Return of the reaper

16 Dec

A RUMOUR steals through the building like a draught under doors. The draught becomes a chill wind, whispering along corridors and through unhappy offices. And the rumour says: The reaper is returning with his scythe on his shoulder to claim yet more souls in this week before Christmas. He will slice and chop grown men and women at the knees, leaving them to bleed their loyalty on the carpet tiles. And as he passes he will scatter dismay, anger and P45s.

I climb to the roof after the first edition has been sent across the country to its distant press. The rumour has been substantiated. It is a rumour no longer – it is as much a fact as I am standing here beneath the night sky and you are sitting there reading my words.

All the computer technicians have received notices of redundancy – in this week before Christmas. Their department is being “restructured”. At the end of this “restructuring” process there will be fewer jobs. They have been invited to apply for them, knowing that not all will be successful. That’s how it works these days. I know. I’ve been through it twice in recent months.

I have been observing “restructuring” processes for the past four years. Below management level they inevitably result in fewer jobs. At management level they seldom result in fewer jobs but sometimes create more. I intend to contact the Oxford English Dictionary and petition for a new definition of the verb “to restructure”.

Restructure V (tr) 1. to organise (a system, business, society, etc.) in a different way; 2. To sack loyal workers who have created the wealth and are largely responsible for the success of the company and increase a top-heavy management layer with non-productive, puffy-palmed smug pillocks on large salaries whose purpose is to bring about further restructuring.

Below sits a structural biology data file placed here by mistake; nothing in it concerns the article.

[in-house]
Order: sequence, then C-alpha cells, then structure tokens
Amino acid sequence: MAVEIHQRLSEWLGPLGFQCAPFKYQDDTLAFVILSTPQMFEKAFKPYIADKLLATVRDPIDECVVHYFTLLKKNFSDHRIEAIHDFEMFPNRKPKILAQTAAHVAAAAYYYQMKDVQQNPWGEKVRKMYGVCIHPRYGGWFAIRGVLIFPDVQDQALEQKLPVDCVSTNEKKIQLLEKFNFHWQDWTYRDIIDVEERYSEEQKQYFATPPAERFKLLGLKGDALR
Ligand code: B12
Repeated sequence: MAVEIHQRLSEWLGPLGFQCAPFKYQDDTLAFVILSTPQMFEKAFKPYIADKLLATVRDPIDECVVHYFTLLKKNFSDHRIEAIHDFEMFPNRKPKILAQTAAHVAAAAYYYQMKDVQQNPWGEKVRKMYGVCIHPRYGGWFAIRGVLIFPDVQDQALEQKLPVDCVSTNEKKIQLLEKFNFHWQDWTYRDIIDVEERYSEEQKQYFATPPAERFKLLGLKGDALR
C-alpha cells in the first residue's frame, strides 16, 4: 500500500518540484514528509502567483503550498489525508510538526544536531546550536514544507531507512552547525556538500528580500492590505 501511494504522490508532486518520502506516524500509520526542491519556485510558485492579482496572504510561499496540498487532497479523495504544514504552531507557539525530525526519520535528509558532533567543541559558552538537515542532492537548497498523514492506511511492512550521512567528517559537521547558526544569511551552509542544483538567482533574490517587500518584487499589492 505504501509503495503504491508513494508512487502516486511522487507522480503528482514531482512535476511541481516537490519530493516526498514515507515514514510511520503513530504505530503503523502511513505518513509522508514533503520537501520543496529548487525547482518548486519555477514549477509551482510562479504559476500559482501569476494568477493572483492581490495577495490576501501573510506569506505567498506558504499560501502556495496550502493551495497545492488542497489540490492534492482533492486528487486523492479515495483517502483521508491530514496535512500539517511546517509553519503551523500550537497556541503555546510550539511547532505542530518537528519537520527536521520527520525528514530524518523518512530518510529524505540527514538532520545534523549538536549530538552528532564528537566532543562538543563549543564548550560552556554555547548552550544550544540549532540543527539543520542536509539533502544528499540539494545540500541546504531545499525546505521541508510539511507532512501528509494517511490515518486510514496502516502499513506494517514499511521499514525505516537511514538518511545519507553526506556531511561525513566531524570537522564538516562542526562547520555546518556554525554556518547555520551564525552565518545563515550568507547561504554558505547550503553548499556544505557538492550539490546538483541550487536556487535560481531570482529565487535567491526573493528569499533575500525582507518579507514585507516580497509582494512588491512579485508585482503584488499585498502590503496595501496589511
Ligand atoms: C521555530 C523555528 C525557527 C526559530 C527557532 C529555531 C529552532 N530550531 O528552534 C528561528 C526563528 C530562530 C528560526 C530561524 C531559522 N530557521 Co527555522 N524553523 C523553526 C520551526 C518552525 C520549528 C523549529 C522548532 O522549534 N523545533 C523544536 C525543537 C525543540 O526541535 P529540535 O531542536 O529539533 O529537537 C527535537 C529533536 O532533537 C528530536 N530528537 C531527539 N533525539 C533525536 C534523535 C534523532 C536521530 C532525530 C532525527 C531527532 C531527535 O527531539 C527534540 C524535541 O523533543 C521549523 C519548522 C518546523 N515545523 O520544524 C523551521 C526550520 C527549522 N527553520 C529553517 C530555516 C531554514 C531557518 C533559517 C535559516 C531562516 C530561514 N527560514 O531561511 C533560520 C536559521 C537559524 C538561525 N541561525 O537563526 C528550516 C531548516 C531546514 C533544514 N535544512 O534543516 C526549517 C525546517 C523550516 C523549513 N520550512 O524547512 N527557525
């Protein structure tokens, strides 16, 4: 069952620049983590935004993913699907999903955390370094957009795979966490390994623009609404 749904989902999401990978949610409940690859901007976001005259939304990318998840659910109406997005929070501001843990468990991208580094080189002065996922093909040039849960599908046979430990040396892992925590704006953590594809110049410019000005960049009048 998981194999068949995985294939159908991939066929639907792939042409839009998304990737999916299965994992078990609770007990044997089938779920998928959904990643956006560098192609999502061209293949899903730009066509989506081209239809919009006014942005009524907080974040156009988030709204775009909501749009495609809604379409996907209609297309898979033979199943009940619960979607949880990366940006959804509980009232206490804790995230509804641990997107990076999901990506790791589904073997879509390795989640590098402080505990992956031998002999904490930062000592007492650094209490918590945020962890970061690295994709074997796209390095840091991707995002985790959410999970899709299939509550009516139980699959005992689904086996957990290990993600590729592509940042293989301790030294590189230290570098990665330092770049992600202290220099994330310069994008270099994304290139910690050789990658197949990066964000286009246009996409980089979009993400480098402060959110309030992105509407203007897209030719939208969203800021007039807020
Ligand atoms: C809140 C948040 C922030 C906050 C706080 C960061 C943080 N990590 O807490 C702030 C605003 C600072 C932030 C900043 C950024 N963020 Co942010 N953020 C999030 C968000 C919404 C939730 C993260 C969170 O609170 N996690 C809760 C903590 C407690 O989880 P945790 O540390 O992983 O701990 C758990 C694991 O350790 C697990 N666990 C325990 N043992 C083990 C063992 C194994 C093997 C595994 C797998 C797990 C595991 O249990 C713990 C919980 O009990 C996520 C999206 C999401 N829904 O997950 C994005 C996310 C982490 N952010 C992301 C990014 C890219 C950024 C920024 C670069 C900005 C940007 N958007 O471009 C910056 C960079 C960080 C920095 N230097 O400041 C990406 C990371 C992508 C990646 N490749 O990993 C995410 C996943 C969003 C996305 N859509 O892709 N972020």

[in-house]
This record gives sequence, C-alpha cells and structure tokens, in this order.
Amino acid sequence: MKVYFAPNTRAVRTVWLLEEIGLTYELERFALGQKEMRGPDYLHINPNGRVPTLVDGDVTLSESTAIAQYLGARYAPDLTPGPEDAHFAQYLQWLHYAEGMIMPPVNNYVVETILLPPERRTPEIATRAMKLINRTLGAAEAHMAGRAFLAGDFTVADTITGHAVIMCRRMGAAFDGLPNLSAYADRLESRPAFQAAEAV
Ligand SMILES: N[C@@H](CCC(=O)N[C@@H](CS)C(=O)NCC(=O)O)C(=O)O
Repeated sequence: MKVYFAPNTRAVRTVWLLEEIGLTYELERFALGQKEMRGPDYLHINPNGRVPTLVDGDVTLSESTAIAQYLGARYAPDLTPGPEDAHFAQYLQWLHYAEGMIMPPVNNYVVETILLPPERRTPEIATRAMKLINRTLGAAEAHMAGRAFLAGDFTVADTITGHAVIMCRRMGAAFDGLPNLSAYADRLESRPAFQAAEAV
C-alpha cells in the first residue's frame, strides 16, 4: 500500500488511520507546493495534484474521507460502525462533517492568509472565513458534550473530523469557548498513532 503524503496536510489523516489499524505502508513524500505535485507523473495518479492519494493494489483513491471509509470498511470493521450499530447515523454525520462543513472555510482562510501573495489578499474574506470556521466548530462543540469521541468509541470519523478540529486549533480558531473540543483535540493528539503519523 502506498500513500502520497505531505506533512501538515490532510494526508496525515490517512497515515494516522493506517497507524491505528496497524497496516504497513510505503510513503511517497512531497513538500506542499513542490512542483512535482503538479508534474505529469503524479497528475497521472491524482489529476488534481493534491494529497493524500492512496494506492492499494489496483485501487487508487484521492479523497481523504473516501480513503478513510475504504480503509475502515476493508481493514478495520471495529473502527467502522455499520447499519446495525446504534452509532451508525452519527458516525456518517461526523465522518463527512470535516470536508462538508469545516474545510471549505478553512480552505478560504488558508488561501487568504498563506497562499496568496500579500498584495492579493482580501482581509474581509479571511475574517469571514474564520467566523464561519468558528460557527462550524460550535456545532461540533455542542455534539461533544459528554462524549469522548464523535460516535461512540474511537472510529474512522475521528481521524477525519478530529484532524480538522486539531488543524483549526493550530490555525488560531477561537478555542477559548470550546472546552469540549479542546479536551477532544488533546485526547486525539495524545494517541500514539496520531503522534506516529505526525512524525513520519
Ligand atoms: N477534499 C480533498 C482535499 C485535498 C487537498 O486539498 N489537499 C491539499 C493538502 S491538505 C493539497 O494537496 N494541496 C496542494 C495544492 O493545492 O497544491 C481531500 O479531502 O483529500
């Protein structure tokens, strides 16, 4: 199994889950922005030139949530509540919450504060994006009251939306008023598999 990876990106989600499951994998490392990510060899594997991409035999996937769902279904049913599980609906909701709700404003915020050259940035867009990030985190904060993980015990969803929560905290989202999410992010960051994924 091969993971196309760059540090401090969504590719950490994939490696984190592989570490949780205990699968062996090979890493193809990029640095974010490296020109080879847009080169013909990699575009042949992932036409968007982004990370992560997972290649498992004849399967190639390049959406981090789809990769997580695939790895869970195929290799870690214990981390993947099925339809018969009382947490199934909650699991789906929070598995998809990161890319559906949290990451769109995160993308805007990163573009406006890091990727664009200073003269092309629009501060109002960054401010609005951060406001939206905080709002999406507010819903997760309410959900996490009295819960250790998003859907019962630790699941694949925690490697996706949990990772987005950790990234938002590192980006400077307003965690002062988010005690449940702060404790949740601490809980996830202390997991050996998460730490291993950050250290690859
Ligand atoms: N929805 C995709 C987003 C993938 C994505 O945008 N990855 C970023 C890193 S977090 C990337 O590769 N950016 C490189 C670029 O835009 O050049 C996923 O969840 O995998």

On the parapet, between the obsolete air-conditioning filters, I stand and gaze out across December skies. Christmas lights twinkle in Nitherley’s streets. The rumble of a goods train drifts from the distant railway. An owl hoots in the churchyard behind the office.

At times like these, when the scythe of redundancy swoops, I used to get angry and frightened. Now I despair at the abject futility of it all. My idea of a successful company is one that grows its profits by innovation, production, imagination and development – using talent, ability and expertise with a dash of flair and an element of risk. This is a company that, in order to satisfy the expectations of its shareholders, increases its not-too-meagre profits by 1) sacking people and sending their jobs to India; 2) sacking people and re-employing them part-time on lower rates; 3) sacking people.

Down the road into the sunset stumbles an unsteady line of hard-working, dedicated, faultless, multi-skilled, productive and passionate people who care about their work but have had their feet sliced from under them. This is the recent past and this is the future. This is the brave new world of the Big Society and the all-powerful private sector. This is what we are expected to embrace and uphold.

Meanwhile, the product market shrinks ever smaller and quality is sacrificed. And in an industry that is swiftly evolving from print into digital media – and is becoming increasingly more reliant on technology – they sack the technicians.

Can’t get my head around that one.

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